Naskeena Project

Summary

The Naskeena Coal Project is located approximately 50 km north of the town of Terrace, British Columbia in the southern Bowser Basin. The Naskeena Coal Project is comprised of nine separate tenures covering an area of 11,400 hectares.

Initial coal exploration in the area was conducted in 1914 in which a number of surface outcroppings were identified. Between 2006 and 2008, Jet Gold Corp completed 25 diamond drill holes and 8 trench samples.

The Naskeena Coal Project has good year round road access from the city of Terrace located 50 km to the south. Highway 113, a two lane paved road traverses through the western portion of the coal tenures. Logging roads provide good access to the rest of the coal tenures.

The City of Terrace is a central service hub with approximate population of 20,000 (2001 census) within the surrounding area. The city is serviced by a regional airport which has daily flights to Vancouver, BC.

The Port of Prince Rupert, with the Ridley Island coal handling facility and the container port is approximately 200 km away. The port of Kitimat is located approximately 100 km to the south. Rail lines and major highways connect Terrace with Kitimat, Prince Rupert and Prince George.

Location

Local Geology

The Naskeena Coal Project coal beds are contained within a series of sediments ranging in age from Upper Jurassic-Lower Cretaceous. These sediments were deposited into the Bowser Basin, overlying the Hazelton Trough. The Bowser Basin is defined to the north by the Stikine Arch and to the south by the Skeena Arch. To the east it was bounded by the Omineca Crystalline Belt and to the west it is postulated that it was open ocean or an island arc complex at the time of deposition. Sometime during the Jurassic, the Skeena Arch uplifted causing the formation of the Bowser Basin in the north and the Nechako basin in the south.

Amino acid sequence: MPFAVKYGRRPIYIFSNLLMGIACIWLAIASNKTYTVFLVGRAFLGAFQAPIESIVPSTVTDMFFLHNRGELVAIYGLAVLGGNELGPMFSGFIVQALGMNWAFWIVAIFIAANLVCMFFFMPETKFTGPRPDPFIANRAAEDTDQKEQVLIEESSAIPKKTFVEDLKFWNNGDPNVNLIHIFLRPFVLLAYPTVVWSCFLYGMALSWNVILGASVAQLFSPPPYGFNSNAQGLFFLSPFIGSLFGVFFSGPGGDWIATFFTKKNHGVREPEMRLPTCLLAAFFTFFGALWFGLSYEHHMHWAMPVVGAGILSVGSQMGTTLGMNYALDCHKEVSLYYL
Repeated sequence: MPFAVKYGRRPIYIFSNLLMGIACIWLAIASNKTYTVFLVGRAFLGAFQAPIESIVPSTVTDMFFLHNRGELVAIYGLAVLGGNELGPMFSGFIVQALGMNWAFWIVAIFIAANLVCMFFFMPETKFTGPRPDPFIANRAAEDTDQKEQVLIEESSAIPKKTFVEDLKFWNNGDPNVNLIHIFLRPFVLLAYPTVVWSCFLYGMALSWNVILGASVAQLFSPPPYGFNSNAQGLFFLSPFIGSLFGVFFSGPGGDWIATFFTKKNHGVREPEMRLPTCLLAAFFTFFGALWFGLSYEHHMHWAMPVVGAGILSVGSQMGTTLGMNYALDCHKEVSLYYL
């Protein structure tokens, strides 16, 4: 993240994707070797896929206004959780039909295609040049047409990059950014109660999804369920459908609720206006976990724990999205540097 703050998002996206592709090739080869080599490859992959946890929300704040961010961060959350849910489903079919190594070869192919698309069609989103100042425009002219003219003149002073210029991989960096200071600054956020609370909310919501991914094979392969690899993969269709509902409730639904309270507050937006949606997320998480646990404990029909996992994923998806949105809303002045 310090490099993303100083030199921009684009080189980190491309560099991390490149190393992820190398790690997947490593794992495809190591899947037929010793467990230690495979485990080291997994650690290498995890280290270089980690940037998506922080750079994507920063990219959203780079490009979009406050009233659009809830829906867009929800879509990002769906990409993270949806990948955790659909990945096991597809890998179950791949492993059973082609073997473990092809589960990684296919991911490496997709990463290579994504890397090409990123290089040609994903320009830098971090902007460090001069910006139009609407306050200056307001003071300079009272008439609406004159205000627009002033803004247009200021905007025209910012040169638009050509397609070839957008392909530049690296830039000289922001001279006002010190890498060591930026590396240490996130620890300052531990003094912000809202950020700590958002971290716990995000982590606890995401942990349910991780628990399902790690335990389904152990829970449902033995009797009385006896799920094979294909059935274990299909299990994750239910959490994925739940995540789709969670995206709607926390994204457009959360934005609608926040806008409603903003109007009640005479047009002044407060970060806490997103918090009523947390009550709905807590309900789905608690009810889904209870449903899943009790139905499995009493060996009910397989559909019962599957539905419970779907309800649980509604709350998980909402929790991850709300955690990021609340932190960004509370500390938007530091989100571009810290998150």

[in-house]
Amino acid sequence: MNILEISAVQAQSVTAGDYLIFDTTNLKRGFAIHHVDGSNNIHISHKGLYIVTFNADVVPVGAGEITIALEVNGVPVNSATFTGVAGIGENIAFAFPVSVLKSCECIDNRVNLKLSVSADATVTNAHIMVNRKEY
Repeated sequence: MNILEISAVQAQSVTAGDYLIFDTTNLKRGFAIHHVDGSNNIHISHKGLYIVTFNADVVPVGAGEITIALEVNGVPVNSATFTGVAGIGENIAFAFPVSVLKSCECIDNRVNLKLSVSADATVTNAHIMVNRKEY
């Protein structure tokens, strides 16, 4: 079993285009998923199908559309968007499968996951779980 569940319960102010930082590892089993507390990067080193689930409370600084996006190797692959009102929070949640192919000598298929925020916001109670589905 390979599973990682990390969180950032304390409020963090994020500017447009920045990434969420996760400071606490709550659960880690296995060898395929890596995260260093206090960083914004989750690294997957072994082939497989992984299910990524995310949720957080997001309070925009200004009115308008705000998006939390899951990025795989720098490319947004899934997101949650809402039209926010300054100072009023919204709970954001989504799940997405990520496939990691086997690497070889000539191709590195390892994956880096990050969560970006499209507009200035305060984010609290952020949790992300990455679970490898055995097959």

The historic Naskeena showing, discovered in 1913 by G.F. Monckton and P. Chesley, consists of surface exposures of some half dozen various beds of coal ranging from 0.3 meters to 1.5 meters (1-5 ft) plus in thickness. Tentatively the sedimentary sections with coal seams have been assigned to two different sedimentary regimes. The original discoveries are within a largely shale hosted regime for the coal seams.